Peridinium and Nitrogen Relationships in Lake Kinneret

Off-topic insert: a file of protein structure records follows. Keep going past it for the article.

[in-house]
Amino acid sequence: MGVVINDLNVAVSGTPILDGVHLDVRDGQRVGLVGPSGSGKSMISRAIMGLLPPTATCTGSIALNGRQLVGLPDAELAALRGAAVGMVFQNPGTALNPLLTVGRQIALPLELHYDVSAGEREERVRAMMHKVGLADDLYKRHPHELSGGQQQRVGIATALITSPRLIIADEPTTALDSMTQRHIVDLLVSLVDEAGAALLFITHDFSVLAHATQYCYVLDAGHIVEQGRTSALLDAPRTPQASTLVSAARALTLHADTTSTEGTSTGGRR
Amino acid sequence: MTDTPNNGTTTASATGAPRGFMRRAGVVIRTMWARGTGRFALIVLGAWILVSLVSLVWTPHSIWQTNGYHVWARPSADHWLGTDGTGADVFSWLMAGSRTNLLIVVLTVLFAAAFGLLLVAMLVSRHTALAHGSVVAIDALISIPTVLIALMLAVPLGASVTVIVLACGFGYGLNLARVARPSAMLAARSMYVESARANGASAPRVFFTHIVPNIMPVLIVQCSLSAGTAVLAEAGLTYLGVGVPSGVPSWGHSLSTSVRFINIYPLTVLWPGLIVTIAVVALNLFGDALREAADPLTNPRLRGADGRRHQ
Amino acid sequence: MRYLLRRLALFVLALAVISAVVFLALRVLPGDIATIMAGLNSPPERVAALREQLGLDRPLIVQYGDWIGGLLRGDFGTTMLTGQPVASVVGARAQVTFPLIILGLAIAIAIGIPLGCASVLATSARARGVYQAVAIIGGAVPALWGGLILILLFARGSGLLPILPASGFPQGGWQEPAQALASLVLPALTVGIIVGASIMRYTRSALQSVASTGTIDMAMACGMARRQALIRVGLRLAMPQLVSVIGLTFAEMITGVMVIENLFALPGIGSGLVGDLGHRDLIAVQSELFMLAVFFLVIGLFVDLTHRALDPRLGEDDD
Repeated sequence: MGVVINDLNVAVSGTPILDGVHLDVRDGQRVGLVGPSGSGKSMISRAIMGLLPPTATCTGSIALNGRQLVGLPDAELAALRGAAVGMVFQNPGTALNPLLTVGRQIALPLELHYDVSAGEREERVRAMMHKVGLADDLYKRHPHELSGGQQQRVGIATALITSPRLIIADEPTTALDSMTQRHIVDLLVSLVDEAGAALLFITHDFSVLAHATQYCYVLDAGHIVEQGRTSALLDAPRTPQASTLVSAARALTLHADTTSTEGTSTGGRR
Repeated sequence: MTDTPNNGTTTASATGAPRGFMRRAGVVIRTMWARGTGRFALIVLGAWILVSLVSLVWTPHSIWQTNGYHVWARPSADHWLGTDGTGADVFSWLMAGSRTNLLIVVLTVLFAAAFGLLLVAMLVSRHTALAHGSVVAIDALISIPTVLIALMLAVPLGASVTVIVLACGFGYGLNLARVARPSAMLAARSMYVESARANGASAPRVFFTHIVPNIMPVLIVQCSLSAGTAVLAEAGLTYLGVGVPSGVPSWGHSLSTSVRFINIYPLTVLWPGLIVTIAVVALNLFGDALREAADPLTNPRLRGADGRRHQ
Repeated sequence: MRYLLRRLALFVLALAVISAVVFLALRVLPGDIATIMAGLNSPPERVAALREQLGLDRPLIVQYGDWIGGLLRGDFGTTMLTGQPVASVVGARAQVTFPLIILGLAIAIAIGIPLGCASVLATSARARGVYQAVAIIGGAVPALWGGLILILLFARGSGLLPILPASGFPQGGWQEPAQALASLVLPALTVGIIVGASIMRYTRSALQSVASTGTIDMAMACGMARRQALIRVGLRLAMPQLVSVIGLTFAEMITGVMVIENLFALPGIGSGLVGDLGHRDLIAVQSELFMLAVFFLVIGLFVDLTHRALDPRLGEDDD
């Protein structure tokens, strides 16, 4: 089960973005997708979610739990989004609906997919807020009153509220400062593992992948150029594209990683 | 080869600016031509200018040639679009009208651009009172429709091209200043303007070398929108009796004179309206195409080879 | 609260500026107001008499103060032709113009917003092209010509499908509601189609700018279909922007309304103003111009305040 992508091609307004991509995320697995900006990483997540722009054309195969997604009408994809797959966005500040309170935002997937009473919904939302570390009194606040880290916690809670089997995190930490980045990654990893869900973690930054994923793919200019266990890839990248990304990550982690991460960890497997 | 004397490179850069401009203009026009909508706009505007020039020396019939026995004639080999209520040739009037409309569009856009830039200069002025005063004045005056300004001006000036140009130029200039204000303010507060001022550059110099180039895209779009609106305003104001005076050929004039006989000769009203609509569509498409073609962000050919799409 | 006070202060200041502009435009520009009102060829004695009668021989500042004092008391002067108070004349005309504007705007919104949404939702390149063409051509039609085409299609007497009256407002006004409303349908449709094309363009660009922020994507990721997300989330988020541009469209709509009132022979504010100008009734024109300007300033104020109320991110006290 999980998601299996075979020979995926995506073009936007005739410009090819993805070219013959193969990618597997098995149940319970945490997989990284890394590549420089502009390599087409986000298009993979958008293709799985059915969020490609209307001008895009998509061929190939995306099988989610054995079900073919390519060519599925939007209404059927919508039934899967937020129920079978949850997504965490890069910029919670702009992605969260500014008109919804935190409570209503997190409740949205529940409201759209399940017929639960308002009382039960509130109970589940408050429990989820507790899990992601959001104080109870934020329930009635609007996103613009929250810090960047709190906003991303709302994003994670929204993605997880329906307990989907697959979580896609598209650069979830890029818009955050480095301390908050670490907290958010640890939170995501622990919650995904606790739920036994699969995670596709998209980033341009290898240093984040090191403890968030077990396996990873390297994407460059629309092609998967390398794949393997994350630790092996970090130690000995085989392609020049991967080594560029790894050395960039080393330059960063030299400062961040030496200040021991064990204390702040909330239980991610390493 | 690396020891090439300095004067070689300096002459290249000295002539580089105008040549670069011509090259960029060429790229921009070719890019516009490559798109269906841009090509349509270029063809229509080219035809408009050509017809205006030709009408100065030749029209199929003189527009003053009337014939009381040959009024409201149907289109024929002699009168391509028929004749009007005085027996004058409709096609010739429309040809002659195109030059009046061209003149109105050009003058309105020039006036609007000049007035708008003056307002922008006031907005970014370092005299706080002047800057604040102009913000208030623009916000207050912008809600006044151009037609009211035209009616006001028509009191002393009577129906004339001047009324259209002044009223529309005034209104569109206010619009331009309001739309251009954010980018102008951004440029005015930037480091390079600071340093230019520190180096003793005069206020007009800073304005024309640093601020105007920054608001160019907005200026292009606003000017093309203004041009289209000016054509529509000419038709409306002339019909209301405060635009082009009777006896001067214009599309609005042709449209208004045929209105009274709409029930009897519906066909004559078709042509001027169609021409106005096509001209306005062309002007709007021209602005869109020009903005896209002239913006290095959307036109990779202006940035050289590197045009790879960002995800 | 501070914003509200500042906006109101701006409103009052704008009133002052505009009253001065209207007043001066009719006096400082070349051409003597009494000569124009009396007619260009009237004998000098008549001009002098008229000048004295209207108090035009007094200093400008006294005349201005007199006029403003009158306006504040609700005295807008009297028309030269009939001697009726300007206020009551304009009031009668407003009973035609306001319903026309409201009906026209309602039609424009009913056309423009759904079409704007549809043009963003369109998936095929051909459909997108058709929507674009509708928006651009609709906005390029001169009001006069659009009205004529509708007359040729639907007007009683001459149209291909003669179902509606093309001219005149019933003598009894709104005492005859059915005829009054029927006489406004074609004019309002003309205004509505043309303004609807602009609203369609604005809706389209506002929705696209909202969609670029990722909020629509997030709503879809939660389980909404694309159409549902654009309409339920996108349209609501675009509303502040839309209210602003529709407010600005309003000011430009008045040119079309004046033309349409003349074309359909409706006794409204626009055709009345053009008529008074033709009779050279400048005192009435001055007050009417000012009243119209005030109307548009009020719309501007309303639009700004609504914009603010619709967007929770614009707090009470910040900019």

The Nitrogen demand by Peridinium for optimal growth rate was widely